We got him as an 8-week-old puppy. I believe he came from Ohio — an English shepherd, black and tan coloration. (There are other color variations). We picked him up at the train station in Old Kuttawa. I remember hearing him barking and whining in the baggage area.
It must have been August 1957 because it was also my first day of second grade at Old Eddyville. I was late for school because we picked up the dog. I had gone to first grade at Yale (in the region known as Between the Rivers). My teacher was Mildred Gilette. She was a nice lady.
When I arrived at school, one of my classmates commented that I smelled like a dog. But I didn’t care. I was glad to have the dog. Dogs were an important part of our lives, not just as companions, but also to hunt with and herd livestock and for home protection.
We didn’t have much money. But we had plenty of dogs. In fact, we had a little community called “dog town.” The old men were very protective of their dogs. You insult their dog — you were in trouble.
Old Tojo taught me a lot; he was an aggressive male. I was his friend, but my dad was his boss and he worshiped him. I still believe that a dog will recognize the dominant male, and serve him. My dad was not a mean man, but he was certainly dominant. His nickname was “slim.’
Tojo was not scared of cattle. He was a natural heeler. When he got a hold of a cow’s heels, she could not stay around. After one or two experiences, she would be happy to stay with the other cows. Sometimes, he was too aggressive, he could run a cow through a fence. Sometimes he was hard to call off, usually he would mind. Cows hated him and would try to kill him. They would surround him to stomp him. But he always came out on top. They would bawl and foam at the mouth, they were so angry. But after a couple of his treatments, they would just stay with the herd.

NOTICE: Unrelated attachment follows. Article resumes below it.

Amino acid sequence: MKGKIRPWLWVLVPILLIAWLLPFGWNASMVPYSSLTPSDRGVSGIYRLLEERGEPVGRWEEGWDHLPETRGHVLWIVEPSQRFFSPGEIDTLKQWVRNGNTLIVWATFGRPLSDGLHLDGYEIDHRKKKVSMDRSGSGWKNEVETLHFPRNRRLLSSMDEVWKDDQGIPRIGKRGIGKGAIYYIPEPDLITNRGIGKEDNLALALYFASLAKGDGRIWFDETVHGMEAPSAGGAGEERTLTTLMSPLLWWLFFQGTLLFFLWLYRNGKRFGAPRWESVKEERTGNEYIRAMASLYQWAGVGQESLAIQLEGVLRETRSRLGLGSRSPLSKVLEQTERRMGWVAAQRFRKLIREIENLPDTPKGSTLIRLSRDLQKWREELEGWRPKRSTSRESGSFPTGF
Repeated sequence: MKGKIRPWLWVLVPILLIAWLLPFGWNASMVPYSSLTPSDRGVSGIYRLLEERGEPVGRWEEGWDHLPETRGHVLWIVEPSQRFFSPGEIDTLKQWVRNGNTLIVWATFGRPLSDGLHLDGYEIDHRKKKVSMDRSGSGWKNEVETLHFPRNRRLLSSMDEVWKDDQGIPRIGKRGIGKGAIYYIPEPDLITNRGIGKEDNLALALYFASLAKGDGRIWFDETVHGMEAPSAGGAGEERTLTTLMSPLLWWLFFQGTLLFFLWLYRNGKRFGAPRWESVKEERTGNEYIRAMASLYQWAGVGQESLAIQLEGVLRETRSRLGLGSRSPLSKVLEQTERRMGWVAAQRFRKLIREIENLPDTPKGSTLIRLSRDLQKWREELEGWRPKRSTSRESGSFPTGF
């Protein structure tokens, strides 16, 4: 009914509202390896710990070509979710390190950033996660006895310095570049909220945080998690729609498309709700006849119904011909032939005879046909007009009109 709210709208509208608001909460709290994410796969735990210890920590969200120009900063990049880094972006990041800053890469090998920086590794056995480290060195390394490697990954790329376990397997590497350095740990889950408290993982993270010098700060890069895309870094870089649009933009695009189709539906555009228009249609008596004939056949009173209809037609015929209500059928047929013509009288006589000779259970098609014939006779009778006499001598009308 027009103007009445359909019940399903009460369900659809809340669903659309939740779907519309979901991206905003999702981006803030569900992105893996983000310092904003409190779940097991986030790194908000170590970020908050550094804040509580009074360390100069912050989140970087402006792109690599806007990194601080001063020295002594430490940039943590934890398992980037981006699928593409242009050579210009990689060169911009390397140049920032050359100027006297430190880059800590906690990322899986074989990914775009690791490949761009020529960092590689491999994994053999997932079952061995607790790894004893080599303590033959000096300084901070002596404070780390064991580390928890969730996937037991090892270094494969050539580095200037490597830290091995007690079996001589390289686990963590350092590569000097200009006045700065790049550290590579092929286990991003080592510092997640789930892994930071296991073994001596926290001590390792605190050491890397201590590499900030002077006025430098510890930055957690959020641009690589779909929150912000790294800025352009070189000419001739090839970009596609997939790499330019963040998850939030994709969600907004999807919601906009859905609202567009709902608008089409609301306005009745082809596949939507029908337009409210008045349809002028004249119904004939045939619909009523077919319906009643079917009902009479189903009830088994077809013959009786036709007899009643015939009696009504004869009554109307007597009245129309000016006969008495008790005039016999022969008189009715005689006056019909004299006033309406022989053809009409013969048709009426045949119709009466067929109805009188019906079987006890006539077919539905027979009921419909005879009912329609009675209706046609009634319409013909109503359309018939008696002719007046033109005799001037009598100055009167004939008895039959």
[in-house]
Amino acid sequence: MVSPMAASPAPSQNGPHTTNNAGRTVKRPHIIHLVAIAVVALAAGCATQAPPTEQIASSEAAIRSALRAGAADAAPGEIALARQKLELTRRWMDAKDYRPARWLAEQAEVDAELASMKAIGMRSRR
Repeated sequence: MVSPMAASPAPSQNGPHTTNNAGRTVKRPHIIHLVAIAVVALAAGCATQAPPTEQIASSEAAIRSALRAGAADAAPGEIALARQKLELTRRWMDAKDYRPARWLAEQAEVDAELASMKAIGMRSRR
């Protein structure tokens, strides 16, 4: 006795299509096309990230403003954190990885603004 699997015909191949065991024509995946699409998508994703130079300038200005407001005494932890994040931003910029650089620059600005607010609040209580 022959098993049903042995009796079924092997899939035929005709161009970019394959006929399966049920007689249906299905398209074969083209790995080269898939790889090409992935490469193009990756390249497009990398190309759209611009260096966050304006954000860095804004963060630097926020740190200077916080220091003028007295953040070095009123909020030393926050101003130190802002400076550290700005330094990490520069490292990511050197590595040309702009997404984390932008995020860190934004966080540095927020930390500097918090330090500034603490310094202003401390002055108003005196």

Tojo was a natural tree dog. If a squirrel jumped out he was history. Also, he could easily run down a rabbit. We went to the John Lane place near Ferguson Springs where we enjoyed watching Tojo ride on a load of hay on our way home. He quickly learned to dodge the tree limbs At that time, Ferguson Springs was a beautiful community. There was a big blue hole of beautiful water, and people would go there during drought times for water for themselves and their livestock. The beautiful community didn’t last long after the government took over.
Uncle Paul taught me something. One day Tojo was barking and Paul said, “That dog has a snake.” Evidently, a dog has a special bark when he has bayed a snake. I never learned to recognize it. Tojo got bitten a couple times by copperheads, and his head would swell up.
Tojo’s hair was too long for the summer heat, and we borrowed sheep shears from a farmer at Saratoga. They were noisy and Tojo hated to have his hair cut. But he wouldn’t bite us. He seemed to enjoy the short hair, although he looked sort of ridiculous.
I believe it was the fall of 1963, we moved from Cravens Creek to Whalen Ridge. Most of our neighbors were already gone. It was not a happy time. I drove an H-Farmall tractor with a wagon load of furniture. Tojo trotted along beside me. It was only about seven miles.
At Whalen Ridge, Tojo and I both had to adjust. It was sort of a lonely place. No neighbors nearby. He no longer had livestock to herd (we sold cows to William Hudson). Tojo got sick and I believe he died of cancer. I can’t remember what year. It was hard on my dad. Just another loss for him, and he was sad. We got another English shepherd. But he was not satisfactory. Not at all aggressive. I can’t remember what happened to him. By 1967, I was off to college. And the old life was behind me!